Where We Stand Today: Quadrennial Membership Changes in the Central Conferences

In my last post, I surveyed the membership changes in the United States over the last quadrennium, compared to the previous quadrennium. We saw that membership decline in the North stayed the same from one quadrennium to the next. However, the rate of membership decline in the South and Western United States worsened in this last quadrennium.

What is the situation in the Central Conferences—those areas of United Methodism outside the United States?


The most obvious fact about membership numbers in Africa is that they are not reported in a timely fashion. Some of the annual conferences go four or eight years or even longer before updating their membership numbers. The chart below illustrates the problem.

Central Conference

Number of Annual Conferences

Number Updating their Membership 2009

Number Updating their Membership 2012




9 (includes 4 new conferences)



13 (includes 1 new conference)

6 (includes 1 new conference)

West Africa




This spotty reporting makes comparison of growth rates impossible from one quadrennium to the next. It would be helpful if church leaders understood what factors keep annual conferences from reporting their membership numbers and devised strategies to facilitate that reporting. It must be remembered that some of the countries where we have members have previously or are currently experiencing civil war, which affects both the growth/decline of the church there and the ability to report membership numbers.

It is possible to compare the growth rate at the central conference level, with awareness that the figures are most likely skewed by whether or not annual conferences report their membership numbers.

Central Conference

Growth Rate


Growth Rate








West Africa

– 2.0%


So because the Africa Central Conference had more conferences reporting in 2012, their membership growth rate was much higher. Congo and West Africa, by contrast, had fewer conferences reporting in 2012, making for a lower growth rate. This is the explanation for why the projected growth in the number of African delegates at General Conference did not materialize for 2016.


The United Methodist Church in the Philippines has experienced a healthy turnaround since 2009. For the quadrennium 2005-09, they lost more than 55,000 members, for an annual rate of -7.8%. For the quadrennium 2009-12, however, the Philippines gained over 70,000 members, for an annual growth rate of 14.1%. The church in the Philippines is now larger by 15,000 members than it was in 2005. That is good news indeed!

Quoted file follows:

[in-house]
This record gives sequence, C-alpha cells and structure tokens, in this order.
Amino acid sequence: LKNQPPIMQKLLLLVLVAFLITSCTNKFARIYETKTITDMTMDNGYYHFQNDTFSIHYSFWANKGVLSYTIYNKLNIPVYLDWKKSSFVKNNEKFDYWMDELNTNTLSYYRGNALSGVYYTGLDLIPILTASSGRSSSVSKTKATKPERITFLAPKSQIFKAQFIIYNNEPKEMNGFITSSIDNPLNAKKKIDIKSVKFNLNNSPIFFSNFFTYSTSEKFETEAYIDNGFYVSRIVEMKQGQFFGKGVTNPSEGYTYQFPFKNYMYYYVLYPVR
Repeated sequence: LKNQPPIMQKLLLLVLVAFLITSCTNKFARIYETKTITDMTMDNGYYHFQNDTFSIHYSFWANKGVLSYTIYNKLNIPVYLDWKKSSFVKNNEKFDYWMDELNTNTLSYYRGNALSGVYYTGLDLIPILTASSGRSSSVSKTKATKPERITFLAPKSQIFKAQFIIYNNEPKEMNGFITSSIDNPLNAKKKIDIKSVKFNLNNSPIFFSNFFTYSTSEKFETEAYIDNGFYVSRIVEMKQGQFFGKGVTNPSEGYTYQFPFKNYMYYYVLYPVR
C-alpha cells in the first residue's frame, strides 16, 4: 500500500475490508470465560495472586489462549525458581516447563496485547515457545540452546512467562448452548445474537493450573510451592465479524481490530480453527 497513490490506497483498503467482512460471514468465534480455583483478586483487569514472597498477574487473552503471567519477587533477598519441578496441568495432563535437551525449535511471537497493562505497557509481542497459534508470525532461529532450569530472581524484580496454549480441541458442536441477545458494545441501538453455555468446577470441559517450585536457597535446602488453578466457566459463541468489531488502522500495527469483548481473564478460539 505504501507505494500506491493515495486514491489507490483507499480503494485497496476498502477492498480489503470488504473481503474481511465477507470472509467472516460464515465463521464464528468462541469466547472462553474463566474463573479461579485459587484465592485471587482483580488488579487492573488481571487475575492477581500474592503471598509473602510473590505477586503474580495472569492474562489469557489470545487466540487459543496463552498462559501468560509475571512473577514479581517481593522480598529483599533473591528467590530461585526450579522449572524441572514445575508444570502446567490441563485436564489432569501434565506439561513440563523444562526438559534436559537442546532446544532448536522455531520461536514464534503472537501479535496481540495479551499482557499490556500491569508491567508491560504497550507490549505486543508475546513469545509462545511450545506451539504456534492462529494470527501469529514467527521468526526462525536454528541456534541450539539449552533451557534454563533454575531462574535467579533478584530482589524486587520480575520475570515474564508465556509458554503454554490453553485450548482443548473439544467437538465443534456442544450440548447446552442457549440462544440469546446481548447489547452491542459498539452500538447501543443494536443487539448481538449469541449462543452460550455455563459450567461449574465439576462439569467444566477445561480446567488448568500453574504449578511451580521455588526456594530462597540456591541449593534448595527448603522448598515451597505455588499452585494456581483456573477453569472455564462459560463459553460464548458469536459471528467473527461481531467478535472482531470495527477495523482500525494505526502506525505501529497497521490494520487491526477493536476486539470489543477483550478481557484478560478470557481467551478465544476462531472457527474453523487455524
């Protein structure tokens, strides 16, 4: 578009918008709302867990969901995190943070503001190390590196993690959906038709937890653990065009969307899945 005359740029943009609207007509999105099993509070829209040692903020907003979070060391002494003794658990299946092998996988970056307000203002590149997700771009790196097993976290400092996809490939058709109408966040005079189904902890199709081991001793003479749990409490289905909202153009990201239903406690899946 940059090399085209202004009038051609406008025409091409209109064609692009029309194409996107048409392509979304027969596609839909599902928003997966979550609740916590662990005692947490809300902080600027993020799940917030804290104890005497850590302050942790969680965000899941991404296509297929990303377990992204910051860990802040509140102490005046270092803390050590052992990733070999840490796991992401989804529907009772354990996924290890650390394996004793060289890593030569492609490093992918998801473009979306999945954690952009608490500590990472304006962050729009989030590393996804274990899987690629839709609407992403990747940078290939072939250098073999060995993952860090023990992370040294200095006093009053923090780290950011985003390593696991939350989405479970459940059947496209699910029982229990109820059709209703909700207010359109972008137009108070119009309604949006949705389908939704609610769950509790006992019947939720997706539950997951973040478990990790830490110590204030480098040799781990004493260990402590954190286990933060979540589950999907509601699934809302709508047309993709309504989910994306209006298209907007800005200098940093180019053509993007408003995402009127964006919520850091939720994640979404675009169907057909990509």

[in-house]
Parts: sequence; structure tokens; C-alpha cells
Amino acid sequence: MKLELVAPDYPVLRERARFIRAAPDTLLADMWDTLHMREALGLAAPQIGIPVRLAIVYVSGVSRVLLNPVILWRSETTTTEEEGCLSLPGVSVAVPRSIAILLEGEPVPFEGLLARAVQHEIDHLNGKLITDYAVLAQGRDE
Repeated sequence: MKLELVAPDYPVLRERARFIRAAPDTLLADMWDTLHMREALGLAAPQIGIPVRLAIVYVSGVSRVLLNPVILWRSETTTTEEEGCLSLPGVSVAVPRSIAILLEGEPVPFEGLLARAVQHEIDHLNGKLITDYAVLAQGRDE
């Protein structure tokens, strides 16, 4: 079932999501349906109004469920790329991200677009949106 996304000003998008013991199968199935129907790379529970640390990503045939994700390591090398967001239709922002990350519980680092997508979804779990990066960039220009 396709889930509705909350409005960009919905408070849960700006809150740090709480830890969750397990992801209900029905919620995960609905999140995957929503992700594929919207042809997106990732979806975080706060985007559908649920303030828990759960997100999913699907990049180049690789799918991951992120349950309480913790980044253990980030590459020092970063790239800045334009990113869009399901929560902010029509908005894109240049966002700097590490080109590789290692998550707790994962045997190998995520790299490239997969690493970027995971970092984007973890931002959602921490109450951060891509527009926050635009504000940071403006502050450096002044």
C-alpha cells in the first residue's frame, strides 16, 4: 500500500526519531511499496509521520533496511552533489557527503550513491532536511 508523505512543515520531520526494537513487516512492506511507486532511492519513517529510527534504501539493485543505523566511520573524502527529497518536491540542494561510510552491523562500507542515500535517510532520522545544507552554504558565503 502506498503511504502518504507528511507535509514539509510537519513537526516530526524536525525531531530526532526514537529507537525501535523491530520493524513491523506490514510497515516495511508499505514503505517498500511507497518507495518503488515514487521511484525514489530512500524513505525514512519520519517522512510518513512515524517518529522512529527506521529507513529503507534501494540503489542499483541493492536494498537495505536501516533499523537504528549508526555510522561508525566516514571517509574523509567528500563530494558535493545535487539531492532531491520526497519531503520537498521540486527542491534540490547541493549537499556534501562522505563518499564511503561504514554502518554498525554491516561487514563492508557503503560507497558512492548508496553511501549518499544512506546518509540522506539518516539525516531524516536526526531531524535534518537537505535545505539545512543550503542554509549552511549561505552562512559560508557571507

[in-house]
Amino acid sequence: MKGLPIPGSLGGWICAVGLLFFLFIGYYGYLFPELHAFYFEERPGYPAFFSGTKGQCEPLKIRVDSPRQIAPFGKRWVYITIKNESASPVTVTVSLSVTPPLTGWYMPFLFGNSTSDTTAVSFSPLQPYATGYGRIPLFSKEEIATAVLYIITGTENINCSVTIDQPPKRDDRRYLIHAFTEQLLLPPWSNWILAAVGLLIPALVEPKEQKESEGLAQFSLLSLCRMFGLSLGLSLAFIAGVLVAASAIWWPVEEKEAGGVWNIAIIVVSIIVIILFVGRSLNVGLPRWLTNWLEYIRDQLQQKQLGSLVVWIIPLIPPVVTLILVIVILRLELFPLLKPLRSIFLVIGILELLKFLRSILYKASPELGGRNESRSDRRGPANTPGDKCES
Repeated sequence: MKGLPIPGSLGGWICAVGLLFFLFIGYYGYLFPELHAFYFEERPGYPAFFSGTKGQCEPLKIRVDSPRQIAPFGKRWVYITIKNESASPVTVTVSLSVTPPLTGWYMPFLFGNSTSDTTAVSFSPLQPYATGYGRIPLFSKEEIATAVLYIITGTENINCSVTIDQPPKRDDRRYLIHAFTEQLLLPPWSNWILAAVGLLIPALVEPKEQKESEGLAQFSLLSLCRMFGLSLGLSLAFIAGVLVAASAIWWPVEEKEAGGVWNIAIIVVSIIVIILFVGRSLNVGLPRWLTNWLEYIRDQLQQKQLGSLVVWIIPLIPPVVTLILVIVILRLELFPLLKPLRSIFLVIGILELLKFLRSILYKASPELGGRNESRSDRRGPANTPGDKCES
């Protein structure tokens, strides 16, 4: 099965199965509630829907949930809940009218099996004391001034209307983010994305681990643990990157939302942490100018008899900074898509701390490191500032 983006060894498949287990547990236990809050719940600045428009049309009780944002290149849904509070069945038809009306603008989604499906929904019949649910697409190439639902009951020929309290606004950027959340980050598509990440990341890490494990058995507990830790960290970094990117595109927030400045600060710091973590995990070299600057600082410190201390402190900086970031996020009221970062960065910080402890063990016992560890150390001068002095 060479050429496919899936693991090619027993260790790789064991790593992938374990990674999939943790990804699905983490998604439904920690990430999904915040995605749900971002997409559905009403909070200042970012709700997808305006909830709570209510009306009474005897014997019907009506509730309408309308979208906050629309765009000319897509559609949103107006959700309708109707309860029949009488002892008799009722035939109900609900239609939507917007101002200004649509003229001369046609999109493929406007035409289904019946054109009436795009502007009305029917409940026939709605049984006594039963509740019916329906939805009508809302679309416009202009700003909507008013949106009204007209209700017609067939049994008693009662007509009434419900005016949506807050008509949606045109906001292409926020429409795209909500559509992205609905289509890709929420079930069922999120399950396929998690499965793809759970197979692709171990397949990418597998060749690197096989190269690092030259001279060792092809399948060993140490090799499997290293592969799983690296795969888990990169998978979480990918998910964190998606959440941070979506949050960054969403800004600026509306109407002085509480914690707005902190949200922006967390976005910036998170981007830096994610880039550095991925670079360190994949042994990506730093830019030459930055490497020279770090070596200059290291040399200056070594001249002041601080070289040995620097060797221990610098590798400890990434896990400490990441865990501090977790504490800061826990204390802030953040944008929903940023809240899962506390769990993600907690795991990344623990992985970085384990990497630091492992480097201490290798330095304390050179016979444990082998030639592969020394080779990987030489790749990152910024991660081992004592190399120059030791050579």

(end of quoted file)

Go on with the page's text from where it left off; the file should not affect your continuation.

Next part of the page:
Of the 25 Philippine annual conferences, eight reported growth, two reported decline, and 14 did not report updated membership numbers in 2012. One annual conference was new in 2012. Here again, it would be helpful to devise strategies for facilitating annual conference reporting of membership.

Europe and Eurasia

Central Conference

Growth Rate


Growth Rate


Central and Southern Europe






Northern Europe and Eurasia



Both Germany and Central and Southern Europe decreased their rate of membership loss. In Central and Southern Europe, four of the seven annual conferences grew between 2009 and 2012. Two of the three annual conferences in Germany grew from 2009 to 20012.

A main reason for the high rate of loss for the Northern Europe and Eurasia Central Conference was that the Sweden Annual Conference (20 percent of the central conference membership) withdrew from the UM Church to join another denomination. In addition, five of the ten other annual conferences did not report updated membership numbers. (This was not a problem in the other European central conferences.)


Because most of the annual conferences outside the U.S. are so small, they tend to get ignored. It is heartening to see so many of them experiencing growth in numbers. And the growth in Africa was much less than anticipated, due to the lack of reporting. As we continue to live into what it means to be a global church, the investment of resources in training and materials for the central conference churches can only yield greater dividends of growth in both numbers and spiritual maturity.

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